ہنزہ قومی مرکہ: حکومت سانحہ ہنزہ کی جوڈیشل انکواِئری رپورٹ منظر عام پر لائے | Hunza Qaumi Marka: Government should publish report of judicial inquiry into the Hunza tragedy
Nasirabad: Protest for the release of Baba Jan and his comrades; even women have come into the streets to demand justice | ناصرآباد: بابا جان اور ساتھیوں کی رہائی کیلئے احتجاج، خواتیں بھی سڑکوں پر نکل آئیں
Baba Jan is an honourable young man and if such honourable people did not exist, who would defend the country’s borders? If Baba Jan were in the Army, he would have been the first martyr
It is almost one year since the Aliabad tragedy, but the Chief Minister’s claim has proven to be a lie. He had promised that the judicial inquiry report would be published within 15 days.
Protesters demand repeal of ATA, release of political prisoners
Islamabad, July 29: The government is using Anti-Terrorism laws to suppress opponents and detain vociferous political activists. Members of progressive and leftist parties are being tormented and kept in jail without any proof.
These views were expressed by speakers today at a protests rally in front of the National Press Club, Islamabad. The protesters had come from Lahore, Faisalabad, Mutta, Swat and the twin cities, to demand release of detained political prisoners, including PYF leader Baba Jan, his companions and labor union leaders in Faisalabad.
The protesters were carrying placards inscribed with slogans demanding the release of Baba Jan, Fazal Illahi, Iftikhar Hussain and many other activists and political workers belonging to left-leaning political groups. They also demanded repeal of the Anti-Terrorism Act (read more about this law at http://www.fia.gov.pk/ata.htm).
The protesters had gathered on the call of Labour Party of Pakistan. They marched on a road around the Press Club building and staged a brief sit-in.
Hunza: Meanwhile, hundreds of protesters also gathered in Nasirabad, Baba Jan’s village, to demand release of the progressive youth leader. The protesters chanted slogans against the government for “involving Baba Jan in false cases” . They demanded immediate release of all members of the Progressive Youth Front.
The PYF activists had been detained last year after riots broke out in Hunza Valley in reaction to the killing of two protesting IDPs by the local police. The PYF activists were charged with leading the riots. They deny the charges and accuse the government of indicting them in false cases on political basis.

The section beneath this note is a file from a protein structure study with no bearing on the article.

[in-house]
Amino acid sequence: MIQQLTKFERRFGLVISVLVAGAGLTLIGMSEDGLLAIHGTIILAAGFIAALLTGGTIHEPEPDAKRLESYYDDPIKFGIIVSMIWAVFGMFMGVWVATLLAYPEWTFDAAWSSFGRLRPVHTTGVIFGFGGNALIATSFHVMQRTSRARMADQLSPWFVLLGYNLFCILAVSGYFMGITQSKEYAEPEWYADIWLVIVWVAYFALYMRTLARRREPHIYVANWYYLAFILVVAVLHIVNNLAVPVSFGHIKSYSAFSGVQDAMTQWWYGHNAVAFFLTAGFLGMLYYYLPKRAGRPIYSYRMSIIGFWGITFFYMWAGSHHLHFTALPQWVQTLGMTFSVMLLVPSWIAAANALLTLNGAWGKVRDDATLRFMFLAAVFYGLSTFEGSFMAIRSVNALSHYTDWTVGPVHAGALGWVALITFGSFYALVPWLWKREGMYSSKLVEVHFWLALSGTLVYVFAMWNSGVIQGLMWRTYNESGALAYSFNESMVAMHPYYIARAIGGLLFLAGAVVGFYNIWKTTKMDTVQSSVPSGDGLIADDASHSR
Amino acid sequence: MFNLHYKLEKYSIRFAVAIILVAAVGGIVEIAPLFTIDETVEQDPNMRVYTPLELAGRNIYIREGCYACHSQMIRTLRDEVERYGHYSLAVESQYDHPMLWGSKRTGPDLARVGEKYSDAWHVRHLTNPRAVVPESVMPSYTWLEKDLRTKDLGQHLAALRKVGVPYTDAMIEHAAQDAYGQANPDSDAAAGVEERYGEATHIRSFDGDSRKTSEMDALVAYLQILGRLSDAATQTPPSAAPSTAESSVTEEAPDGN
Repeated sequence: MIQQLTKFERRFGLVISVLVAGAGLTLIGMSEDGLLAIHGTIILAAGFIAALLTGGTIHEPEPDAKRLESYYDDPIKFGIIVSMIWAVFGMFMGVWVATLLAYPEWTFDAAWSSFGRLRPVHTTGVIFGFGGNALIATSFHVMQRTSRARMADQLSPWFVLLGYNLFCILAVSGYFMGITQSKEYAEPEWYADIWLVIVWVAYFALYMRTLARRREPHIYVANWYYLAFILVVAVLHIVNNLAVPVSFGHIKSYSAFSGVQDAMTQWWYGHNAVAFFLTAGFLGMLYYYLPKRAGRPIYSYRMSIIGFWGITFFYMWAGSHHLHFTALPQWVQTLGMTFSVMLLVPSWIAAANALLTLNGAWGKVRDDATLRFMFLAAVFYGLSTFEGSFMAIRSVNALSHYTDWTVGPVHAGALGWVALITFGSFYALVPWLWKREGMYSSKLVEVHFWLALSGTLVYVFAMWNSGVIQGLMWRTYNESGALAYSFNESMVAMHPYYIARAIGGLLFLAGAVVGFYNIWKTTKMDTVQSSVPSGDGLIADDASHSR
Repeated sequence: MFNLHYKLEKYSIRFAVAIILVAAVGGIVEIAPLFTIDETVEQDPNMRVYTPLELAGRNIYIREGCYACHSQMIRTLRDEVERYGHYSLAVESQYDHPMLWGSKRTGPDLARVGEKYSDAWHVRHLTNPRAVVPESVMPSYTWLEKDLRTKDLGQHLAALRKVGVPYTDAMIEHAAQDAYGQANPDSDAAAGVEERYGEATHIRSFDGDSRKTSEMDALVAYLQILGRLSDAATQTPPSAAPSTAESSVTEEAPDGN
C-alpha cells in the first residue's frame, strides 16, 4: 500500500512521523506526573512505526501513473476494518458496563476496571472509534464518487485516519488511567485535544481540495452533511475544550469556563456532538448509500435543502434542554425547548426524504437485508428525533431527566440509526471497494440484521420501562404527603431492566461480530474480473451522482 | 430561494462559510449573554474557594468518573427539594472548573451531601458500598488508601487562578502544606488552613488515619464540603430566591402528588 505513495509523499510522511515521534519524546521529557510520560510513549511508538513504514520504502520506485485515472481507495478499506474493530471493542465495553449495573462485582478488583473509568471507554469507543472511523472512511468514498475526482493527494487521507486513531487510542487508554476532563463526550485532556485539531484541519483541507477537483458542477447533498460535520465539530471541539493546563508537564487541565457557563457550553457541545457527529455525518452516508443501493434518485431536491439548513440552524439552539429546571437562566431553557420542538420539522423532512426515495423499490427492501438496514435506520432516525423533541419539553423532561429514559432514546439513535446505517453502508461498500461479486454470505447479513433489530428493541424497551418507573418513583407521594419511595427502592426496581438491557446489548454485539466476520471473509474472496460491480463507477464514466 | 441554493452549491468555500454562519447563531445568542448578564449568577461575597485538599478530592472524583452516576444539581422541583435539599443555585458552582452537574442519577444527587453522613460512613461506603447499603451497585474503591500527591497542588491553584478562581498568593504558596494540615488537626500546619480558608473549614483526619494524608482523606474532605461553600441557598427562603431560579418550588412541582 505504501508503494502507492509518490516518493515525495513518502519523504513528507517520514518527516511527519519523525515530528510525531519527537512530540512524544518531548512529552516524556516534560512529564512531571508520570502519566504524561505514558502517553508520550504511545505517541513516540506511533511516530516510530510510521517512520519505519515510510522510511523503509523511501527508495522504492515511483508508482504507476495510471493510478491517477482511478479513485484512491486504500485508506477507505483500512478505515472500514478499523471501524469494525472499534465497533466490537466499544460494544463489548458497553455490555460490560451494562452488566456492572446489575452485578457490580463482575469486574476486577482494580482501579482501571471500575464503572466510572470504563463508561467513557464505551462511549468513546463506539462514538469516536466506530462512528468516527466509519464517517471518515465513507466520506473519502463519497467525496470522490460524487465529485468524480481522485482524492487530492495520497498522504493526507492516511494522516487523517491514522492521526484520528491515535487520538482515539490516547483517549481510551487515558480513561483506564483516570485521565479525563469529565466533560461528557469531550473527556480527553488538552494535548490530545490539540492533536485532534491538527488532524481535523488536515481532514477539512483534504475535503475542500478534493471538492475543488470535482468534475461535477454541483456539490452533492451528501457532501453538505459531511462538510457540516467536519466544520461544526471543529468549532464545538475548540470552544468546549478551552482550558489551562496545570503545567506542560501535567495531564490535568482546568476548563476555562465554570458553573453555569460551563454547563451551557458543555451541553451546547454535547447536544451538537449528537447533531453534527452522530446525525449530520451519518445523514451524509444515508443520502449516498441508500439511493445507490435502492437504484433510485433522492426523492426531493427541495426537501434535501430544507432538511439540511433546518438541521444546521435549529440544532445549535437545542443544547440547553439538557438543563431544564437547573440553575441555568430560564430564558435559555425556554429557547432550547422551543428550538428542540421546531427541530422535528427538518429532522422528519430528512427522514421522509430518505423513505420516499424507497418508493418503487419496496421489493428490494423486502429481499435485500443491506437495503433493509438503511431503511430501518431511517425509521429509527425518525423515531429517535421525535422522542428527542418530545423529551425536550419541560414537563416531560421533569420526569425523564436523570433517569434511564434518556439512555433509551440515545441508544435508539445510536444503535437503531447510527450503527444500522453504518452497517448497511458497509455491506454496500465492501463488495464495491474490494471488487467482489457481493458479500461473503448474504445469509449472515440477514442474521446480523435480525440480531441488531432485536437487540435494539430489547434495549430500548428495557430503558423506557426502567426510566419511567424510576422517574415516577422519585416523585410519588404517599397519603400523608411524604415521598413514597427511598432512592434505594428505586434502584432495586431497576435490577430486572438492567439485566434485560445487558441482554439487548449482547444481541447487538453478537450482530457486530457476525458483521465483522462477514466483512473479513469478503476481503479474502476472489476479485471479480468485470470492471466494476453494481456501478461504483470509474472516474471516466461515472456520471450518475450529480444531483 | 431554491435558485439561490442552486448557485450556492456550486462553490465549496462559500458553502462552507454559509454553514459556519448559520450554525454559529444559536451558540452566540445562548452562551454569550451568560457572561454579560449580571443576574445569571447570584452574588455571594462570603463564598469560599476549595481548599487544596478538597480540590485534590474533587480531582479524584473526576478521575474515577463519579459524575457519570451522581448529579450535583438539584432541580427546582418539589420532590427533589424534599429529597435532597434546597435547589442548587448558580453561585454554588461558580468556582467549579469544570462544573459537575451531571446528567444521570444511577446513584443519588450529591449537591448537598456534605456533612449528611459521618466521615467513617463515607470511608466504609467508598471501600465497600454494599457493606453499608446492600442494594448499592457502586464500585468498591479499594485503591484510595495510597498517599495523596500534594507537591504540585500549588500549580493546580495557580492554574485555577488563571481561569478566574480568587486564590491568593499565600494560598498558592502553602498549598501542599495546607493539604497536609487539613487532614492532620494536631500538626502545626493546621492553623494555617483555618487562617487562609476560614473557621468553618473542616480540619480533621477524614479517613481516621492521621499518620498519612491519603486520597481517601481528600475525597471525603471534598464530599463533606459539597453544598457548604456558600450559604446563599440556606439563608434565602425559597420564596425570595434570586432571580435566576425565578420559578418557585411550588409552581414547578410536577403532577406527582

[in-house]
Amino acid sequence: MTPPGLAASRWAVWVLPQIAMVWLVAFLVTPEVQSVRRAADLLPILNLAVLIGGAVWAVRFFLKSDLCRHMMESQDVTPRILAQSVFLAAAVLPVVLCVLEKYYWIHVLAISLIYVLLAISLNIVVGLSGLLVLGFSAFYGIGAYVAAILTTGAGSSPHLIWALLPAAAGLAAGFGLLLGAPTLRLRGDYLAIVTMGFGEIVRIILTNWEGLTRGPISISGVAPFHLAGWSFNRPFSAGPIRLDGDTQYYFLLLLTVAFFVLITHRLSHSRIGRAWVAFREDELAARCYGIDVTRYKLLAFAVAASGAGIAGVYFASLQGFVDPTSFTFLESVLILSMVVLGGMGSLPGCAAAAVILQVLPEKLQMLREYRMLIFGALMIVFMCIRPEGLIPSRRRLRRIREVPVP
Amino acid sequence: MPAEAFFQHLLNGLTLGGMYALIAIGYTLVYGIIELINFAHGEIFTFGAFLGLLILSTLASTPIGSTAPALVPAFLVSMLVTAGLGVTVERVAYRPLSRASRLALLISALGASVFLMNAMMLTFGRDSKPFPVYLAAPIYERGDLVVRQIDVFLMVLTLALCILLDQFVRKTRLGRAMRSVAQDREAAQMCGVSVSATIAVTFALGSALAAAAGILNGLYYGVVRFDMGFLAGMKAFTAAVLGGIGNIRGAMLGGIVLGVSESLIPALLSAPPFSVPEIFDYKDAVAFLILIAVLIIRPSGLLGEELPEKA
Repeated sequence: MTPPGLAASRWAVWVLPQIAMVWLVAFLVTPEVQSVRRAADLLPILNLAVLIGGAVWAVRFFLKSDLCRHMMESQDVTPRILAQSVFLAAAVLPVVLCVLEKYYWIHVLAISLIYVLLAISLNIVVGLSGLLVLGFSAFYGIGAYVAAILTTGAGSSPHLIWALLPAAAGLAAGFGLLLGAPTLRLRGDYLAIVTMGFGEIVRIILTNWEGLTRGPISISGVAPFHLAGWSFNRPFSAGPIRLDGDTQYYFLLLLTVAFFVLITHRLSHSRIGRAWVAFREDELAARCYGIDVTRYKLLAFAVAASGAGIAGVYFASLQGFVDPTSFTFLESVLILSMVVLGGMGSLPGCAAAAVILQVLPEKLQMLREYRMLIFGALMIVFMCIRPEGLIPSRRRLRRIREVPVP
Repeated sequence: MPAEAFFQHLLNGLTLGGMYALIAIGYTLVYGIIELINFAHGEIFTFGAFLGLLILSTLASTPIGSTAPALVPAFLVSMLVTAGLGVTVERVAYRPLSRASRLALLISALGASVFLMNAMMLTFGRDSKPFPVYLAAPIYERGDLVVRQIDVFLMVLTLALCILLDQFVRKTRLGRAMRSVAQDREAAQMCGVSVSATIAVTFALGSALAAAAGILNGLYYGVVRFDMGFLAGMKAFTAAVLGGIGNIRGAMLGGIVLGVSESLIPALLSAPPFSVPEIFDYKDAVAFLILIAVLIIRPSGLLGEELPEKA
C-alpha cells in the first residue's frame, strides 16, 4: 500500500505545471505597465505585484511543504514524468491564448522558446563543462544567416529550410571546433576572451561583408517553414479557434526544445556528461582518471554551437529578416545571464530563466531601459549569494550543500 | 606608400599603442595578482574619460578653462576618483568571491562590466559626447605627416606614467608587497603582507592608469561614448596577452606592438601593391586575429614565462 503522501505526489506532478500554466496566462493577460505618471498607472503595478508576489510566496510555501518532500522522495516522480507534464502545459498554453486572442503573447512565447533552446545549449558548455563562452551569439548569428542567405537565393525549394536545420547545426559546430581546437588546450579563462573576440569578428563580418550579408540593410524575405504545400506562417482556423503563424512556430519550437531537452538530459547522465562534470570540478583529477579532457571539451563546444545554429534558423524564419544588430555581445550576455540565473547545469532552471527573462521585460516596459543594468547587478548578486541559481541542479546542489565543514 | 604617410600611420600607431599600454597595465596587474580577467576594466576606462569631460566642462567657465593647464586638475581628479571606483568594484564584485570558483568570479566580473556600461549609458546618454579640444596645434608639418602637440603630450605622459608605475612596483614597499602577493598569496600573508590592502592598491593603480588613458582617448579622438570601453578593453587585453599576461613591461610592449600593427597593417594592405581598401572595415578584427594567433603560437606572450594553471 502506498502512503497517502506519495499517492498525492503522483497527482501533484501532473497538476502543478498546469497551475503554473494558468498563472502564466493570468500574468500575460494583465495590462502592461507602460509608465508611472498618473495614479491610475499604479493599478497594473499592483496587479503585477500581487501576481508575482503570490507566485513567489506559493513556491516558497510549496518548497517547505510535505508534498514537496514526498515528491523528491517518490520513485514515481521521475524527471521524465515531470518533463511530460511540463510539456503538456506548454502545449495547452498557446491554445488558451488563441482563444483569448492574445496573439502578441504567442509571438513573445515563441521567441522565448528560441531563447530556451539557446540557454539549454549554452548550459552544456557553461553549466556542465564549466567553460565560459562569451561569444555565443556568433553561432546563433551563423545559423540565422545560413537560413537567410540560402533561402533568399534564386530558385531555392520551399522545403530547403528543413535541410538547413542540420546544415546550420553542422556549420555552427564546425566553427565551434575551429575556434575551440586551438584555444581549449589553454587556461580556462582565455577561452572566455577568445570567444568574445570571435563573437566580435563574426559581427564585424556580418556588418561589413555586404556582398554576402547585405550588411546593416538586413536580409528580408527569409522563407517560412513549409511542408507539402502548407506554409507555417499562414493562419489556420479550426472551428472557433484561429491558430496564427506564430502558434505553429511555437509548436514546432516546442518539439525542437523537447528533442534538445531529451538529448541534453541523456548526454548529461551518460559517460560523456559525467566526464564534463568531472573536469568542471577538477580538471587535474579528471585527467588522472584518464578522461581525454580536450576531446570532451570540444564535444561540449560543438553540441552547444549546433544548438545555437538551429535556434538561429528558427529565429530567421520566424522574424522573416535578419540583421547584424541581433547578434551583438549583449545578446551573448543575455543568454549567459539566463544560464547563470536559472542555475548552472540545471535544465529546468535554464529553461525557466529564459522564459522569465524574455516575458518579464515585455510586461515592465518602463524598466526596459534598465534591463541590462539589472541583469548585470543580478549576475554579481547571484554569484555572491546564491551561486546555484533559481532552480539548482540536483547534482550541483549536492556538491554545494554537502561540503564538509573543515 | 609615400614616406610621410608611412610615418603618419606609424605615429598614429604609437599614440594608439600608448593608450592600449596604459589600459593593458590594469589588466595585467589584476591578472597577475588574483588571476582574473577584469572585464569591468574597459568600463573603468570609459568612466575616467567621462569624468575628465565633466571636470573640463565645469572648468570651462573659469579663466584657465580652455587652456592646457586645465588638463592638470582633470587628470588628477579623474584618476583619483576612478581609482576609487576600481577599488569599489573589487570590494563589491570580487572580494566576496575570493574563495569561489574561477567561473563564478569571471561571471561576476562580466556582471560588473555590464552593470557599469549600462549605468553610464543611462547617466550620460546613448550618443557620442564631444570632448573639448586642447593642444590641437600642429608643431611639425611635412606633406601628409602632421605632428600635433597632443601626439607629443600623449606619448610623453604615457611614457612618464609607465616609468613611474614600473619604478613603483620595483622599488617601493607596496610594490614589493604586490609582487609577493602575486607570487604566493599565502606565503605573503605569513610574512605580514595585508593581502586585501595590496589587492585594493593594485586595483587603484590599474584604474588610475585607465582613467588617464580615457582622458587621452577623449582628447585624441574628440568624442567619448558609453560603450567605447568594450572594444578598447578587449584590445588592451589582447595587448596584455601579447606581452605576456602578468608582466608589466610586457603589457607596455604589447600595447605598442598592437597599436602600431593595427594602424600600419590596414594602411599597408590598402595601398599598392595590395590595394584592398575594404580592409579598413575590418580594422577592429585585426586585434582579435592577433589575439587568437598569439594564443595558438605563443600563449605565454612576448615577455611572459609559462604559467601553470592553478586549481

Report in Daily Baang e Sehr: Progressive parties hold rally for the release of Baba Jan and his comrades | بابا جان کی رہائی کیلئے ترقی پسند جماعتوں کی ریلی
Sub-heading: Speakers demand an end to human rights violations in Gilgit-Baltistan and the systematic abuse of the Anti-Terrorism Act against political activists
Express Tribune report on public rally in Islamabad: Protest rallies: Release of youth, trade union leaders sought
ISLAMABAD / GILGIT: Activists of progressive political parties, trade unions, youth and student organisations staged protest rallies in the federal capital and the picturesque Hunza valley of Gilgit-Baltistan against the incarceration of a youth leader and his comrades in Gilgit jail and trade union leaders in Punjab jails.
They demanded their release and withdrawal of false cases against them. They also expressed their concern over the retrenchment of thousands of workers from various organisations.
In Hunza, over 1,000 people including 300 women gathered at Nasirabad, Hunza to vent their anger at the highhandedness and brutalities of the security agencies against Baba Jan, chief organiser of Progressive Youth Front (PYF), activists Iftikhar Hussain and others in Gilgit Jail who have been detained for about a year.
Wajid Ali, a resident of Nasirabad, told The Express Tribune by phone that the protesters also marched on the Karakoram Highway later in the day to highlight the illegal detention of the leader.